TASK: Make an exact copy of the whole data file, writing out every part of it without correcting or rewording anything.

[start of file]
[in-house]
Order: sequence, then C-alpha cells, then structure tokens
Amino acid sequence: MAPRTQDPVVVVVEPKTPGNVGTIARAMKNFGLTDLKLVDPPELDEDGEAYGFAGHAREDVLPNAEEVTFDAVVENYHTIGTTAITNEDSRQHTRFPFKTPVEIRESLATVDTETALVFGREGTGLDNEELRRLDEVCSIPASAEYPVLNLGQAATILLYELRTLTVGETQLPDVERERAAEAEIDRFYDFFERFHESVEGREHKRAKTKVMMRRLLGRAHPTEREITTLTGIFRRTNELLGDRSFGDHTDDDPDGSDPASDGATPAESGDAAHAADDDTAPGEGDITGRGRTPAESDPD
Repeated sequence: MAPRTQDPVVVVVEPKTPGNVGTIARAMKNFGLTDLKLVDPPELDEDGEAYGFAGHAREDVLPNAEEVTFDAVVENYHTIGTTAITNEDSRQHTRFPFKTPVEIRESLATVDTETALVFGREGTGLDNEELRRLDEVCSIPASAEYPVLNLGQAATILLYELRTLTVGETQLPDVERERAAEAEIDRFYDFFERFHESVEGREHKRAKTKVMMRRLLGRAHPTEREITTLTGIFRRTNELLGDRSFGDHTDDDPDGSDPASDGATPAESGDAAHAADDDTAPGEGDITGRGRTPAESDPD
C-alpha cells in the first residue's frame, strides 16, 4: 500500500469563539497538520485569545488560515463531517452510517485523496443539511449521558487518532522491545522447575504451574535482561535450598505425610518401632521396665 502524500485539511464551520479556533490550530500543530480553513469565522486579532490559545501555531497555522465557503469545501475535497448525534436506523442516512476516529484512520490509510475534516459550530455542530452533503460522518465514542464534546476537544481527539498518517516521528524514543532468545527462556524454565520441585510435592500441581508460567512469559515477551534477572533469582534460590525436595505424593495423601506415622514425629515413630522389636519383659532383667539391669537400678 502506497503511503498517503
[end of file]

[in-house]
Order: sequence, then C-alpha cells, then structure tokens
Amino acid sequence: MAPRTQDPVVVVVEPKTPGNVGTIARAMKNFGLTDLKLVDPPELDEDGEAYGFAGHAREDVLPNAEEVTFDAVVENYHTIGTTAITNEDSRQHTRFPFKTPVEIRESLATVDTETALVFGREGTGLDNEELRRLDEVCSIPASAEYPVLNLGQAATILLYELRTLTVGETQLPDVERERAAEAEIDRFYDFFERFHESVEGREHKRAKTKVMMRRLLGRAHPTEREITTLTGIFRRTNELLGDRSFGDHTDDDPDGSDPASDGATPAESGDAAHAADDDTAPGEGDITGRGRTPAESDPD
Repeated sequence: MAPRTQDPVVVVVEPKTPGNVGTIARAMKNFGLTDLKLVDPPELDEDGEAYGFAGHAREDVLPNAEEVTFDAVVENYHTIGTTAITNEDSRQHTRFPFKTPVEIRESLATVDTETALVFGREGTGLDNEELRRLDEVCSIPASAEYPVLNLGQAATILLYELRTLTVGETQLPDVERERAAEAEIDRFYDFFERFHESVEGREHKRAKTKVMMRRLLGRAHPTEREITTLTGIFRRTNELLGDRSFGDHTDDDPDGSDPASDGATPAESGDAAHAADDDTAPGEGDITGRGRTPAESDPD
C-alpha cells in the first residue's frame, strides 16, 4: 500500500469563539497538520485569545488560515463531517452510517485523496443539511449521558487518532522491545522447575504451574535482561535450598505425610518401632521396665 502524500485539511464551520479556533490550530500543530480553513469565522486579532490559545501555531497555522465557503469545501475535497448525534436506523442516512476516529484512520490509510475534516459550530455542530452533503460522518465514542464534546476537544481527539498518517516521528524514543532468545527462556524454565520441585510435592500441581508460567512469559515477551534477572533469582534460590525436595505424593495423601506415622514425629515413630522389636519383659532383667539391669537400678 502506497503511503498517503